Portland, Oregon is facing a significant public safety crisis due to high crime rates and a severely understaffed police force. The Portland Police Bureau (PPB) is struggling with high response times and low staffing levels, as reported by the Manhattan Institute. The report reveals that it took more than 20 minutes for the PPB to respond to high-priority calls and over one and a half hours to respond to low-priority calls as of July.
The city has seen a surge in crime over the past three years, with a sharp increase in shootings after George Floyd’s death. This led to record homicide rates in 2021 and 2022. The situation was further exacerbated when $15 million was cut from the PPB’s budget and the number of sworn officers was reduced by 8 percent. The report states that “Property crimes have surged,” and “Public disorder, in the form of camping and public drug use, is rampant.”
The issues also affected the African American community in Portland, with one in every 1,000 black residents being murdered in the year following Floyd’s death. The report noted, “The effects of this crime wave fell disproportionately on those whom protesters claimed to help.”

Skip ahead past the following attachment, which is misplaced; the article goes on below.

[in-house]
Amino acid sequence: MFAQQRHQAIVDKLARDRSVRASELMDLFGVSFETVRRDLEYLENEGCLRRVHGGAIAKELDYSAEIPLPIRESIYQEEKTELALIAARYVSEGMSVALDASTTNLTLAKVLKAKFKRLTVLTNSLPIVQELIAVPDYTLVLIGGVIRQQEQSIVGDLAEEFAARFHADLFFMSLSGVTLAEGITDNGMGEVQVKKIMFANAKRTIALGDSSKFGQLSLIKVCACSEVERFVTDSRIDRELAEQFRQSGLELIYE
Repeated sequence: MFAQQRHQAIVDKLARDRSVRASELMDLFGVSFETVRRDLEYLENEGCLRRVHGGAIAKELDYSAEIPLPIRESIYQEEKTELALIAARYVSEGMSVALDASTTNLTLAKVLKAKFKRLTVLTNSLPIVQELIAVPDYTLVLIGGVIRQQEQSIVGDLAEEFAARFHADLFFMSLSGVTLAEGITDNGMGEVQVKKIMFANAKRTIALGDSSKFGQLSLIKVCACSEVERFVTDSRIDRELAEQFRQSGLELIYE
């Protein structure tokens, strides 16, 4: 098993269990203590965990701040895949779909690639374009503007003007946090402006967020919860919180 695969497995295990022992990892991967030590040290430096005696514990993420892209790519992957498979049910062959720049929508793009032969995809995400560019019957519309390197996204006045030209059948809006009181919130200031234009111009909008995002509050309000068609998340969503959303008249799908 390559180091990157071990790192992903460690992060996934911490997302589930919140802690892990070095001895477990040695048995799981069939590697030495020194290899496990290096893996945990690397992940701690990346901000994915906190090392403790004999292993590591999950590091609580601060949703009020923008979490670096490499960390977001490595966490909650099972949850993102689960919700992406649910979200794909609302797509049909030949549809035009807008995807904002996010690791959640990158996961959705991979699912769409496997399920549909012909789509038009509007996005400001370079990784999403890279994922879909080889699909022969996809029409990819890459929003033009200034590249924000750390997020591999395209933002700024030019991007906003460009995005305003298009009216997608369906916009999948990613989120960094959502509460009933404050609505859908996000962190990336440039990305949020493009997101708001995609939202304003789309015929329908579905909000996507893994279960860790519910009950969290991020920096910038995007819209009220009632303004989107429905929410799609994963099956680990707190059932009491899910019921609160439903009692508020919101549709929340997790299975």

Staffing levels for the PPB have dropped significantly. By 2023, the PPB had just one narcotics detective left after more than half its narcotics officers were transferred back to patrol in 2021. Moreover, 115 officers resigned or retired that year, marking the largest mass departure in recent history.
The PPB was already short-staffed in 2019, with 120 fewer officers than required. The Manhattan Institute report indicates that the staffing-to-population ratio has been declining since 1995, placing Portland 48th among the 50 largest cities in the U.S. The PPB currently has only 294 total patrol officers.
The decline in staff is attributed to low police morale following the 2020 riots and a lengthy, under-resourced hiring and training process. The PPB’s rigorous training requirements surpass the national average, and officer applications decreased by nearly 40 percent between 2019 and 2021.
However, the report proposes solutions. It suggests that Portland needs approximately 1,130 officers to reach the same median staffing rate as other major cities. It recommends increasing officer salaries to attract new recruits, making hiring practices more efficient, shortening training where possible, and embracing “civilianization,” or allowing civilians to perform jobs currently performed by officers.
The report concludes with a call for decisive action: “Without intervention, a once-vibrant city could fall victim to this vicious cycle, hollowed out by its own inaction,. The time to reverse course and to arrest the problem is now.”